Online thrift store ThredUP is opening physical retail locations

ThredUP, the online secondhand clothing store that has raised over $130M in funding is going old school.

The startup has announced they will be opening at least five brick and mortar retail stores by the end of the year, with the first one soft-opening today in San Marcos, Texas.

Why San Marcos, a small town of ~60,000 located somewhere between the cities of San Antonio and Austin? Because that’s where the shoppers are, of course.

The thesis behind ThredUP’s new foray into physical retail stores is that the startup has a ton of customer data that it can use to improve the old-school shopping experience. And, what’s a better data point when deciding where to open a store than the locations of your existing customer? ThredUP is opening stores in the cities where it has a particularly high density of existing customers – with one of those places being San Marcos.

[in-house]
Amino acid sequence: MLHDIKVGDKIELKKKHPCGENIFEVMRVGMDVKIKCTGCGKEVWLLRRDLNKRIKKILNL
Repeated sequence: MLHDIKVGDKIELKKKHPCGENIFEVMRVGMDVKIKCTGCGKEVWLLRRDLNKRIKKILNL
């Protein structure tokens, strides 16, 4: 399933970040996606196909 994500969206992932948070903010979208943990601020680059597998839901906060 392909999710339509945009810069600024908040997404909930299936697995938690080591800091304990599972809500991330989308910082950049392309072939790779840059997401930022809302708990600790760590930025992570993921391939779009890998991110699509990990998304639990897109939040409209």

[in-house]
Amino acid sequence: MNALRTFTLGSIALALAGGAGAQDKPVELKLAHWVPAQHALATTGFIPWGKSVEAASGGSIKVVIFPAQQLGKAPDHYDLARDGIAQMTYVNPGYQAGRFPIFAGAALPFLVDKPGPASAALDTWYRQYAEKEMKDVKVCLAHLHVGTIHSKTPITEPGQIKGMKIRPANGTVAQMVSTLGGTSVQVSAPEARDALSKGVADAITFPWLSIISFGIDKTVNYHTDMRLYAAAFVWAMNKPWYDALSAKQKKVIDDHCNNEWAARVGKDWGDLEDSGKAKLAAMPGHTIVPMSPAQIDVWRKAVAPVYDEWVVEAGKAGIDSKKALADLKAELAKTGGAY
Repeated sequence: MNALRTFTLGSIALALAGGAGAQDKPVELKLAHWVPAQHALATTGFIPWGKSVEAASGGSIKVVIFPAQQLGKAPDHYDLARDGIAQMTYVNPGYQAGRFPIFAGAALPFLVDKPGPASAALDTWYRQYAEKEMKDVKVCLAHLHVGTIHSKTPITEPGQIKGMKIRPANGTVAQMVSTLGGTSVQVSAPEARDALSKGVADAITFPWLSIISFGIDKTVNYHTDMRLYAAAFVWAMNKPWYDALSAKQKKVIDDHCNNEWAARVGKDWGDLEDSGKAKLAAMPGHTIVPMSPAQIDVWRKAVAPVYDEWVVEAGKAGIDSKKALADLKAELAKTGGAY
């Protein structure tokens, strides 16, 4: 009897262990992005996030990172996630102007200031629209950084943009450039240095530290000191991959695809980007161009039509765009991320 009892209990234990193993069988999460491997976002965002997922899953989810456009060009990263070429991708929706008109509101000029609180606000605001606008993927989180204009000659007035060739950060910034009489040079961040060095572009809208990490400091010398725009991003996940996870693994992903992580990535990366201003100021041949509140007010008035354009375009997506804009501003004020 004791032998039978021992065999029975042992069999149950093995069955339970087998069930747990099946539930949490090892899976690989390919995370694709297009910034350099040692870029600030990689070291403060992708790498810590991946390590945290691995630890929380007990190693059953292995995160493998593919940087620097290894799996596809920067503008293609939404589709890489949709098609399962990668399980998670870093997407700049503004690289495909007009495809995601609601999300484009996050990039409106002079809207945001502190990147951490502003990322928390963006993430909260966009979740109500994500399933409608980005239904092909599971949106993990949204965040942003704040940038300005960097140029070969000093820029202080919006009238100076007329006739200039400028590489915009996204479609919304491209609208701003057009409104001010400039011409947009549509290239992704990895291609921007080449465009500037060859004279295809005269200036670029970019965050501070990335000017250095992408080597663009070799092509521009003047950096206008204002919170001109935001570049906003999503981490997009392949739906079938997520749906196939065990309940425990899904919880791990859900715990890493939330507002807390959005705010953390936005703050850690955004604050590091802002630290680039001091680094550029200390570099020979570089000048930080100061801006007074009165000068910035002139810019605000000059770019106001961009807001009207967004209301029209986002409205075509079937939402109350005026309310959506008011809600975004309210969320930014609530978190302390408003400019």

And this is just one way that the startup plans to use data to beat other old-school retailers. They are also going to be able to basically guarantee that their customers like the styles they are putting in stores – because they’ll only stock stores with styles that customers in the area have been recently purchasing and looking at online.

Essentially they are removing all of the merchandising risk that other brick and mortar retail stores are faced with, which the startup says will give them a much better chance at succeeding in the physical world.

Another cool feature – if you find an item you like in stores that isn’t in your size, you can use an iPad provided by the startup to take a photo of the item, and you’ll be shown similar items in your size from across the startup’s entire online inventory, which now is growing by about 1,000 items every hour.

ThredUP says 50% of their online customers have never shopped secondhand before – which is a big reason they wanted to open a physical space. While the startup has grown tremendously, on track to sell 10 million items this year alone, in order to continue to grow their core online business they need to expand to new users who may shy away from thrift stores, by showing them that there is a safe side to secondhand goods.